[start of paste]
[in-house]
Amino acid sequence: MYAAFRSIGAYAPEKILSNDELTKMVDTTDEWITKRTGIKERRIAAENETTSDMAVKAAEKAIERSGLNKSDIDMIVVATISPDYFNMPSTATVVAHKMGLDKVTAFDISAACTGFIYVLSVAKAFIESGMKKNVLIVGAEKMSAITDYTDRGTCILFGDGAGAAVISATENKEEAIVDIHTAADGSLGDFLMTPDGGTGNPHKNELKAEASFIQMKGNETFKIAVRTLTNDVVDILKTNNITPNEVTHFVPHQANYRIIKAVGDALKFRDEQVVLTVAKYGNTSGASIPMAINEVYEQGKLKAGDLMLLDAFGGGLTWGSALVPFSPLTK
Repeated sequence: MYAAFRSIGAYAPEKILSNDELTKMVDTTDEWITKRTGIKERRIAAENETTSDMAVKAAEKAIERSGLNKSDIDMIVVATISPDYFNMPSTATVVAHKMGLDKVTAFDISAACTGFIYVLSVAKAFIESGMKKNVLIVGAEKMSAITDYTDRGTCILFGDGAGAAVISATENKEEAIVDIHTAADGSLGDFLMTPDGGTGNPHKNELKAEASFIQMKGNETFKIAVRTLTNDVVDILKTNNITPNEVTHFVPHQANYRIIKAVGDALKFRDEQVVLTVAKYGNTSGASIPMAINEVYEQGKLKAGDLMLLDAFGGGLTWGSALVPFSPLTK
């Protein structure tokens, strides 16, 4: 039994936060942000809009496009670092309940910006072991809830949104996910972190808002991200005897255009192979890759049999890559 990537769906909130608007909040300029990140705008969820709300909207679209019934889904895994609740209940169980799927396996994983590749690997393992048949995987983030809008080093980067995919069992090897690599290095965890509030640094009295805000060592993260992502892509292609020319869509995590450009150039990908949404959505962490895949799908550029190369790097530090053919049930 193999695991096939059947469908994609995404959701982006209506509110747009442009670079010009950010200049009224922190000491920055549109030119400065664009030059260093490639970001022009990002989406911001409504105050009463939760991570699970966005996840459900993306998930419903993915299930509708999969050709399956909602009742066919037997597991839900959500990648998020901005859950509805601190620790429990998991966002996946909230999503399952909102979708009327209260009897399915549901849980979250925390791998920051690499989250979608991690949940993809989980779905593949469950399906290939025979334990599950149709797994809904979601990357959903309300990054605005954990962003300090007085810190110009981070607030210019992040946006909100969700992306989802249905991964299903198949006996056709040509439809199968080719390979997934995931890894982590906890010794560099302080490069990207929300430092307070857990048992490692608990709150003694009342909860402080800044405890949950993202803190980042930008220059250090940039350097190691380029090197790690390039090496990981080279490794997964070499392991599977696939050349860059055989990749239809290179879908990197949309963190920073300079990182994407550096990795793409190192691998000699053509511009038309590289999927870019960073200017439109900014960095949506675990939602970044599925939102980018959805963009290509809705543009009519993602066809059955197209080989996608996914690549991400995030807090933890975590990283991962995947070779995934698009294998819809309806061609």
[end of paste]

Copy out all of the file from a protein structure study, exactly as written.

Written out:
[in-house]
Amino acid sequence: MYAAFRSIGAYAPEKILSNDELTKMVDTTDEWITKRTGIKERRIAAENETTSDMAVKAAEKAIERSGLNKSDIDMIVVATISPDYFNMPSTATVVAHKMGLDKVTAFDISAACTGFIYVLSVAKAFIESGMKKNVLIVGAEKMSAITDYTDRGTCILFGDGAGAAVISATENKEEAIVDIHTAADGSLGDFLMTPDGGTGNPHKNELKAEASFIQMKGNETFKIAVRTLTNDVVDILKTNNITPNEVTHFVPHQANYRIIKAVGDALKFRDEQVVLTVAKYGNTSGASIPMAINEVYEQGKLKAGDLMLLDAFGGGLTWGSALVPFSPLTK
Repeated sequence: MYAAFRSIGAYAPEKILSNDELTKMVDTTDEWITKRTGIKERRIAAENETTSDMAVKAAEKAIERSGLNKSDIDMIVVATISPDYFNMPSTATVVAHKMGLDKVTAFDISAACTGFIYVLSVAKAFIESGMKKNVLIVGAEKMSAITDYTDRGTCILFGDGAGAAVISATENKEEAIVDIHTAADGSLGDFLMTPDGGTGNPHKNELKAEASFIQMKGNETFKIAVRTLTNDVVDILKTNNITPNEVTHFVPHQANYRIIKAVGDALKFRDEQVVLTVAKYGNTSGASIPMAINEVYEQGKLKAGDLMLLDAFGGGLTWGSALVPFSPLTK
């Protein structure tokens, strides 16, 4: 039994936060942000809009496009670092309940910006072991809830949104996910972190808002991200005897255009192979890759049999890559 990537769906909130608007909040300029990140705008969820709300909207679209019934889904895994609740209940169980799927396996994983590749690997393992048949995987983030809008080093980067995919069992090897690599290095965890509030640094009295805000060592993260992502892509292609020319869509995590450009150039990908949404959505962490895949799908550029190369790097530090053919049930 193999695991096939059947469908994609995404959701982006209506509110747009442009670079010009950010200049009224922190000491920055549109030119400065664009030059260093490639970001022009990002989406911001409504105050009463939760991570699970966005996840459900993306998930419903993915299930509708999969050709399956909602009742066919037997597991839900959500990648998020901005859950509805601190620790429990998991966002996946909230999503399952909102979708009327209260009897399915549901849980979250925390791998920051690499989250979608991690949940993809989980779905593949469950399906290939025979334990599950149709797994809904979601990357959903309300990054605005954990962003300090007085810190110009981070607030210019992040946006909100969700992306989802249905991964299903198949006996056709040509439809199968080719390979997934995931890894982590906890010794560099302080490069990207929300430092307070857990048992490692608990709150003694009342909860402080800044405890949950993202803190980042930008220059250090940039350097190691380029090197790690390039090496990981080279490794997964070499392991599977696939050349860059055989990749239809290179879908990197949309963190920073300079990182994407550096990795793409190192691998000699053509511009038309590289999927870019960073200017439109900014960095949506675990939602970044599925939102980018959805963009290509809705543009009519993602066809059955197209080989996608996914690549991400995030807090933890975590990283991962995947070779995934698009294998819809309806061609």